The college's immersive simulation lab, which opened in spring 2018, transports students to what looks like an actual hospital floor, complete with four hospital rooms, two debriefing rooms, a nursing station, a room for at-home simulation and a control room.

The lab replicates real-world situations, often written by faculty members, that students might experience in their nursing careers.

Last summer, the college started using actors called standardized patients who, together with hospital training mannequins, make those real-life scenarios come to life even more than before.

The college's director of clinical operations, Heather Ziemianski, said GCU's spring 2019 graduates were the first to be exposed to immersive simulation throughout the entire clinical portion of the program. Each ensuing graduating cohort also participated in immersive simulation for all four semesters of that portion of the program.

"We received very positive feedback from the students, and the Immersive Simulation Resource Committee was able to identify additional learning opportunities," said Ziemianski.

As a result of the positive results and feedback, the nursing program received approval from the Arizona Board of Nursing to increase immersive simulation from 60 clinical hours for students to 152 clinical hours. This transition will take place over four semesters beginning in spring 2020.

"Students will now have at least one immersive simulation experience in every clinical course of the program," Ziemianski said.

Smith said the more time students spend in immersive simulation means the more exposure they have to high-level clinical reasoning, which is the kind of skill tested by the NCLEX.

Trina Staton, Associate Dean of the Prelicensure Bachelor of Science in Nursing Program, said another significant factor in the increased NCLEX scores is the integration of yet one more assessment tool, Elsevier Adaptive Quizzing, into certain courses. Faculty are requiring students to complete questions either as a ticket into class, as an assignment or as an in-class activity.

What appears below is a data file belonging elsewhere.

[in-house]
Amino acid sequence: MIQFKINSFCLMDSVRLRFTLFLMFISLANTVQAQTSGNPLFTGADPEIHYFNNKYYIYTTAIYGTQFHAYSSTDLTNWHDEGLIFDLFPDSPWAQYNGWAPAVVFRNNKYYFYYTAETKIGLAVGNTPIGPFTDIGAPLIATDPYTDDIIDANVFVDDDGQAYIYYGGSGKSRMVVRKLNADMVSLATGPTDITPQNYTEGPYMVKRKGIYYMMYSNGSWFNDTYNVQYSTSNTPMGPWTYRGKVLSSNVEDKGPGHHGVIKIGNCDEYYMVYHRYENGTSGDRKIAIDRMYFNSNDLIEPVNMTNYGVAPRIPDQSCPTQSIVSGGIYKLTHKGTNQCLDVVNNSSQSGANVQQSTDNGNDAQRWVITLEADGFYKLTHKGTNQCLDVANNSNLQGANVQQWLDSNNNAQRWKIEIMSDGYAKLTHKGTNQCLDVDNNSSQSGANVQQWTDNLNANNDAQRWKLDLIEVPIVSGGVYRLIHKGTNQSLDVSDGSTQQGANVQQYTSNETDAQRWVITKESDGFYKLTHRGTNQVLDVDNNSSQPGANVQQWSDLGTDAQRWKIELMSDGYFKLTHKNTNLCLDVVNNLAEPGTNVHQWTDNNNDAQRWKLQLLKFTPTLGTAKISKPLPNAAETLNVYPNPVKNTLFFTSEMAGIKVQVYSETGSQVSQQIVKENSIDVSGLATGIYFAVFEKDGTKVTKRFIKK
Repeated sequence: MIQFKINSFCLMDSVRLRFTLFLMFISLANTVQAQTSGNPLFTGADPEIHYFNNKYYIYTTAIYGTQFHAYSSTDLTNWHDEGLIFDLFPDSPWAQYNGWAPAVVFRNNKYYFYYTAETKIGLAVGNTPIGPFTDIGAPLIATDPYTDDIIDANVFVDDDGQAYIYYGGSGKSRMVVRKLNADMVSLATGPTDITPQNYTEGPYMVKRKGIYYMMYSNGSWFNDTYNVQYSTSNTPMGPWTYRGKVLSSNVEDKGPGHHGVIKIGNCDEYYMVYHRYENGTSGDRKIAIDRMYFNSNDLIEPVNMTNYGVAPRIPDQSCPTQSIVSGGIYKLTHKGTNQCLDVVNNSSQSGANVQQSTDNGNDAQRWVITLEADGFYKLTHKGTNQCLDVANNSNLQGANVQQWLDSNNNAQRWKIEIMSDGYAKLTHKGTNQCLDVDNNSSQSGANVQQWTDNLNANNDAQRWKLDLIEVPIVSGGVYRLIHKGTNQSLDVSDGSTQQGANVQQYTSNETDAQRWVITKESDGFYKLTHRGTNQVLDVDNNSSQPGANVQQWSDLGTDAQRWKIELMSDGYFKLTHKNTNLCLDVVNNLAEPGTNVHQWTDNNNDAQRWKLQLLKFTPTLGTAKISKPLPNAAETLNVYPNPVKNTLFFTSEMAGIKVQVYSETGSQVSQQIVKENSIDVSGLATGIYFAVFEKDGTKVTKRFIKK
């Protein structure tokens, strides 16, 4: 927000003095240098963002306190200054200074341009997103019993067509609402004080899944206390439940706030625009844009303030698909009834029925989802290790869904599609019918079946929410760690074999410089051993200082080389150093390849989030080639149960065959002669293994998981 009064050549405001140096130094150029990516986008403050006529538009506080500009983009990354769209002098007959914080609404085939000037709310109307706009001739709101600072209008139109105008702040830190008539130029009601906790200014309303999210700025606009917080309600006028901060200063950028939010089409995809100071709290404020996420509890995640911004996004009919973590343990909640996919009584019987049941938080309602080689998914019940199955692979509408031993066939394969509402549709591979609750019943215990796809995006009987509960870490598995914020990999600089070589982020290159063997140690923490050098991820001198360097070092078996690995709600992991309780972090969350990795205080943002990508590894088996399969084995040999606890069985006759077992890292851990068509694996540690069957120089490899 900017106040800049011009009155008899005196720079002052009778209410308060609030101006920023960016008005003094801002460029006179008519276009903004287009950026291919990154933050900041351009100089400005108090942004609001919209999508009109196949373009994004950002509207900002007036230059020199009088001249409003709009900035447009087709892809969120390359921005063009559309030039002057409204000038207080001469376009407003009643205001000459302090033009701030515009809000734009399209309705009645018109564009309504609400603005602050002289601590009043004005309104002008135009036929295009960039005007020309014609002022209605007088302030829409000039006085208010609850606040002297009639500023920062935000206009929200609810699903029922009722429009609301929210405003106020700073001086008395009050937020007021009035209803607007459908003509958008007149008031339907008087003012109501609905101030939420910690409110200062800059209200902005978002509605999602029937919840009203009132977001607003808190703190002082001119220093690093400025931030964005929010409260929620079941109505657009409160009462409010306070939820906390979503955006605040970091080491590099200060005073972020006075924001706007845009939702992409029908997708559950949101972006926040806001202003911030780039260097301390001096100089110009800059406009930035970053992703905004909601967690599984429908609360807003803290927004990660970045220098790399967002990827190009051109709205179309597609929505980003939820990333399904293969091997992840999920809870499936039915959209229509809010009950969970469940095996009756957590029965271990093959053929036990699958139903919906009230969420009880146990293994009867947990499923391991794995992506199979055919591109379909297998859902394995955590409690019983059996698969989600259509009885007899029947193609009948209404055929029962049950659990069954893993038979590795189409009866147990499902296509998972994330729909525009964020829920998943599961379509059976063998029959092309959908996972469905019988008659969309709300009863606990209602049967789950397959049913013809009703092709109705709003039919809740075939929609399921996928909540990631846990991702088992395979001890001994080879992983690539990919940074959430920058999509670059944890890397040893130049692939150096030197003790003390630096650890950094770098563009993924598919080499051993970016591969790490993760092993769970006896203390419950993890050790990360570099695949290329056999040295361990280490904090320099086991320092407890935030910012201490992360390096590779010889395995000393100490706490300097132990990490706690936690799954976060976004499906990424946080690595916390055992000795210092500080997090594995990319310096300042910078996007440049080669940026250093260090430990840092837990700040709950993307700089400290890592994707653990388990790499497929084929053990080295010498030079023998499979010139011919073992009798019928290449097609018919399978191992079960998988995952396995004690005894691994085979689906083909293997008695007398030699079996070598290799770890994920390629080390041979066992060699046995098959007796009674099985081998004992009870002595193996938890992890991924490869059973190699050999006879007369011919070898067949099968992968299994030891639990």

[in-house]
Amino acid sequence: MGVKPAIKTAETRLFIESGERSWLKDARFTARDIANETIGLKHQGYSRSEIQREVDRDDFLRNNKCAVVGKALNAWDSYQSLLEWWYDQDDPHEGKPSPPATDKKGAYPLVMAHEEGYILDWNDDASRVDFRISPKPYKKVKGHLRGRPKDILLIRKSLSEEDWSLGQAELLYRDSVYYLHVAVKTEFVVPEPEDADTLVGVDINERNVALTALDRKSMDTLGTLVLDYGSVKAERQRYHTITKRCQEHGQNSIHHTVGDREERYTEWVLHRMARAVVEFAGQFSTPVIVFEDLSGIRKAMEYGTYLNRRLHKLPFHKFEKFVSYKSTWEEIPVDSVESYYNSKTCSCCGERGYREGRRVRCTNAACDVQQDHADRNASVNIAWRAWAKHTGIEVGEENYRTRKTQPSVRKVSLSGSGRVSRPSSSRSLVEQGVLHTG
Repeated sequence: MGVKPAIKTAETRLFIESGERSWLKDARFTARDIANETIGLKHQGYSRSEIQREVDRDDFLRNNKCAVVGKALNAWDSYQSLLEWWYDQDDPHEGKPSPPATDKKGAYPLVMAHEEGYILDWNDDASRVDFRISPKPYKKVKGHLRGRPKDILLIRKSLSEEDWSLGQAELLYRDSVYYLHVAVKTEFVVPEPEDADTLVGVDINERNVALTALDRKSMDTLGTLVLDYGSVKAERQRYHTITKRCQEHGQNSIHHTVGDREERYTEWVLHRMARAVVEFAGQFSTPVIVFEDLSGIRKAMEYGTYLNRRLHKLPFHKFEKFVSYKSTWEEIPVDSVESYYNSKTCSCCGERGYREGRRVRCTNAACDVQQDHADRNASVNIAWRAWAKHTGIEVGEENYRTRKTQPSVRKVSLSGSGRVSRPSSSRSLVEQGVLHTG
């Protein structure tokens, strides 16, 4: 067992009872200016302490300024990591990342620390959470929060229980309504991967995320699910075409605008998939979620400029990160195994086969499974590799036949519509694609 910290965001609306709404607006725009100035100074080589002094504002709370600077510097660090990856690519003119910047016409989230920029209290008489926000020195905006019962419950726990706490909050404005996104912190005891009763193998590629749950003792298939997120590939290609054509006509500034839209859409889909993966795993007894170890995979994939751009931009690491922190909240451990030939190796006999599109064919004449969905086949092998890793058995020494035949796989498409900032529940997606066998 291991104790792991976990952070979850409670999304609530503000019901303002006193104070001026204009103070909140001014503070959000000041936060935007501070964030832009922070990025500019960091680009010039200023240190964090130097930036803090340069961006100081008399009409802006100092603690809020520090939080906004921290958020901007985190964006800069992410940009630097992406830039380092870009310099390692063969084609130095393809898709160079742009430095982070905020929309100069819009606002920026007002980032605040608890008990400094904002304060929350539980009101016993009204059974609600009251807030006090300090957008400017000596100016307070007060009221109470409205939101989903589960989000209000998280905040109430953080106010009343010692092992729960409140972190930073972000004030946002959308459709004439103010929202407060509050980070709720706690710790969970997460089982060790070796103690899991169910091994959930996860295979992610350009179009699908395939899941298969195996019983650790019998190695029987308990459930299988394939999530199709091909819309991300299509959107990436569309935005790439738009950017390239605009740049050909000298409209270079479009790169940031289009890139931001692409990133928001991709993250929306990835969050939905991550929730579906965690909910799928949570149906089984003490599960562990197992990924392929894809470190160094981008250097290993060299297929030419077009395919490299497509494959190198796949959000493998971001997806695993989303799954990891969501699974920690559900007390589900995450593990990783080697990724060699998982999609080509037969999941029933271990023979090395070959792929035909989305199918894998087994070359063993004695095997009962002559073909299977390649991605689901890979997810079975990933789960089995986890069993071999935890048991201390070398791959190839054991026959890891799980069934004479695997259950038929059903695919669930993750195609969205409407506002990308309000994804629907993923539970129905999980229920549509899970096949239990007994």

"Students are exposed more to NCLEX-style questions and content," said Staton. "We have noted since we have integrated the adaptive quizzing into the courses that students are even performing better on the HESI exams (an overall exam on that subject) given in certain courses."

In addition to those changes in immersive simulation, Smith said, “We are maintaining all the interventions we have already put in place.”

That includes naming a dedicated NCLEX Success Manager, Amy Leach, who coaches students one-on-one, tracks their performance on practice tests, intervenes when a student needs to improve their scores, reviews practice test scores with faculty and assesses how faculty might change strategies in their classrooms, just to name a few of the things she does.

The college also has hired faculty and administration with strong nursing experience, and students take practice standardized tests even more than before.

GCU nursing student Sarah Aguirre said on practice tests, the answers aren’t black or white. Students use their critical thinking skills to decide which answer would be best – their “priority action.” She has taken HESI exit exams for each course. If students don’t pass a HESI exam, they’re given workbooks and test-taking strategies to help them improve. Also, she said Level 4 nursing students take a course designed solely to help them study and prepare for the NCLEX.

“It may be intimidating seeing everything GCU puts on your plate, but realizing that it will help my preparation for the NCLEX has really helped me focus on my test-taking strategies,” Aguirre said. “I have definitely seen an improvement in the way I answer questions since Level 1.”

Butrovich, too, feels more prepared than ever to take that next big step in her career.

GCU’s nursing program, she said, “has shaped me into a critical thinker.”

GCU senior writer Lana Sweeten-Shults can be reached at [email protected] or at 602-639-7901.


Related content:

GCU Today: GCU Nursing continues to excel on national exam

GCU Today: Students help bridge transition for prenursing majors

GCU Today: Actors set the scene for GCU nursing students